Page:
Since its inception in the late 1900s, artificial intelligence (AI) has transcended countless boundaries, making many developments that seemed impossible, very possible.
It is self-evident from the built-in voice assistant on your phone to robot vacuums that can be controlled from remote locations, that AI tools are making the everyday lives of millions of people easier.
However, on a larger scale, there is excitement and angst around the possibilities of what AI tools can really unlock for the workforce as how they will work is still not widely understood by executives at large.
In PwC SA’s newly-launched report entitled “AI catalysing a workforce revolution, now”, the company takes a closer look at how AI has evolved in recent years, the power it has to transform modern-day jobs, steps on how to enable your organisation’s key people during the AI era, and what to look out for when using AI.
AI has seen exponential growth since 2015 with its various collections of subfields such as deep-learning neural networks, machine learning, natural language processing modules, and robotics. The Covid-19 pandemic can also be considered a key catalyst that resulted in increased interest and investment in AI and chatbot technologies.
Last year saw the launch of several new tools and a prime example of the increased interest would be ChatGPT which accumulated 1-million users in five days and became the fastest-adopted platform in the history of the Internet.
In comparison, Instagram took two-and-a-half months to reach 1-million users and 30 months to reach ChatGPT’s two-month benchmark of 100-million users.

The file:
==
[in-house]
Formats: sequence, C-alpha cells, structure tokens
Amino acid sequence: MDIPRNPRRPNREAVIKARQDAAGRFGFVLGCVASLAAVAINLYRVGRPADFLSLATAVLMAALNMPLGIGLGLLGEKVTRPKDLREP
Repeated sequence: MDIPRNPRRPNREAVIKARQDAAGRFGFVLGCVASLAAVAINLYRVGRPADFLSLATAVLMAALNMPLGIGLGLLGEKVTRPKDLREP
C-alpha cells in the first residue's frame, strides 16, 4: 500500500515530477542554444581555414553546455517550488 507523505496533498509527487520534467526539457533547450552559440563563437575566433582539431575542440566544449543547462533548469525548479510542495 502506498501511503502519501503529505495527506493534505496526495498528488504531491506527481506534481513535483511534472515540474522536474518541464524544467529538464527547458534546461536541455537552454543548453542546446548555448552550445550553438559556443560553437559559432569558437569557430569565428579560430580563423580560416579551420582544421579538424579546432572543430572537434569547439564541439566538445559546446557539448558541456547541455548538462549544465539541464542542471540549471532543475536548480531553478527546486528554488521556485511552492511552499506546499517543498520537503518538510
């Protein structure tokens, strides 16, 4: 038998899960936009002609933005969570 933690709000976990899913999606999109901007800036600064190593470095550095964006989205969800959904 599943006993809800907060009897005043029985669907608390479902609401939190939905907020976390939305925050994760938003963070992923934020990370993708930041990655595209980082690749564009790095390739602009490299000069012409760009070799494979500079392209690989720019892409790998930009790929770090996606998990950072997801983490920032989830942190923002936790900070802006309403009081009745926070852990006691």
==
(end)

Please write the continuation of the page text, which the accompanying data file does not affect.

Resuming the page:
GPT-4, launched in March 2023, has already shown disruptive potential across many industries and use cases. Now, with more than 13-million daily users, it is clear that ChatGPT has been integrated at an unprecedented rate into the way that millions of people across the workforce work.
ChatGPT is an example of what is known as generative AI. “Generative AI refers to a type of artificial intelligence that has the ability to generate original and new content, including text, images, music, and other forms of media,” says Mark Allderman, PwC Africa Technology-enabled Transformation lead. “Unlike other AI systems, which are typically designed to recognise patterns and make predictions based on existing data, generative AI operates by creating novel content from scratch. ChatGPT is an ideal example of this and can be utilised in the workforce to streamline tasks and increase productivity – however this is truly dependent on how adoption and uptake is managed.”
Robots aren’t there to steal your job, but transform it
A large percentage of South Africa’s eligible working population is currently unemployed. Therefore, the potential threat of replacing humans with technology would only exacerbate an already serious issue.
“Emerging technologies like AI should be seen for the potential they have to create a host of new job opportunities that didn’t exist before,” says Marthle du Plessis, PwC Africa Workforce of the Future platform lead. “However, it’s important for business leaders to stay up to date with the latest tools and features in order to reap its full benefit. What is equally important is to ensure that people can extract the full value by adding human ingenuity, creativity and insight in the context of the business imperative.”